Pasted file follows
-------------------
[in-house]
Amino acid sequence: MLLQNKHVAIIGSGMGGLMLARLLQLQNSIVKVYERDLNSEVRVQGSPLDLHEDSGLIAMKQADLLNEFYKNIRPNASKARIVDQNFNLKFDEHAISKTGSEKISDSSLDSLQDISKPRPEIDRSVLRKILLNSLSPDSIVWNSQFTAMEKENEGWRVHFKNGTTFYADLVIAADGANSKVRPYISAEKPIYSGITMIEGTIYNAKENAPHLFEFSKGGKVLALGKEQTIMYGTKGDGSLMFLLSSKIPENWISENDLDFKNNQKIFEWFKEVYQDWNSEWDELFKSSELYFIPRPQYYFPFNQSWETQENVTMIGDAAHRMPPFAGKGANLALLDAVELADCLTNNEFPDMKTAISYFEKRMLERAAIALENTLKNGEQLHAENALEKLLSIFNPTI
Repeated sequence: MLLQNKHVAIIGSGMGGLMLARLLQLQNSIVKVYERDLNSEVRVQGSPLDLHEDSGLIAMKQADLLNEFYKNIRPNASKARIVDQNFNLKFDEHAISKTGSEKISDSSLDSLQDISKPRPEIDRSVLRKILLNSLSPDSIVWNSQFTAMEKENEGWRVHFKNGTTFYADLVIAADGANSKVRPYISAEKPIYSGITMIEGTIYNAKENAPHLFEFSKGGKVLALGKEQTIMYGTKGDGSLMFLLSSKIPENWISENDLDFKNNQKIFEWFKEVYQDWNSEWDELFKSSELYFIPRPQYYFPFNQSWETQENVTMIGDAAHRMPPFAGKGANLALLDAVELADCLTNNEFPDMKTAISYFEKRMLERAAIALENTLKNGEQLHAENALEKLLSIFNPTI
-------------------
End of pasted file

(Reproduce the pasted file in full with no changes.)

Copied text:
[in-house]
Amino acid sequence: MLLQNKHVAIIGSGMGGLMLARLLQLQNSIVKVYERDLNSEVRVQGSPLDLHEDSGLIAMKQADLLNEFYKNIRPNASKARIVDQNFNLKFDEHAISKTGSEKISDSSLDSLQDISKPRPEIDRSVLRKILLNSLSPDSIVWNSQFTAMEKENEGWRVHFKNGTTFYADLVIAADGANSKVRPYISAEKPIYSGITMIEGTIYNAKENAPHLFEFSKGGKVLALGKEQTIMYGTKGDGSLMFLLSSKIPENWISENDLDFKNNQKIFEWFKEVYQDWNSEWDELFKSSELYFIPRPQYYFPFNQSWETQENVTMIGDAAHRMPPFAGKGANLALLDAVELADCLTNNEFPDMKTAISYFEKRMLERAAIALENTLKNGEQLHAENALEKLLSIFNPTI
Repeated sequence: MLLQNKHVAIIGSGMGGLMLARLLQLQNSIVKVYERDLNSEVRVQGSPLDLHEDSGLIAMKQADLLNEFYKNIRPNASKARIVDQNFNLKFDEHAISKTGSEKISDSSLDSLQDISKPRPEIDRSVLRKILLNSLSPDSIVWNSQFTAMEKENEGWRVHFKNGTTFYADLVIAADGANSKVRPYISAEKPIYSGITMIEGTIYNAKENAPHLFEFSKGGKVLALGKEQTIMYGTKGDGSLMFLLSSKIPENWISENDLDFKNNQKIFEWFKEVYQDWNSEWDELFKSSELYFIPRPQYYFPFNQSWETQENVTMIGDAAHRMPPFAGKGANLALLDAVELADCLTNNEFPDMKTAISYFEKRMLERAAIALENTLKNGEQLHAENALEKLLSIFNPTI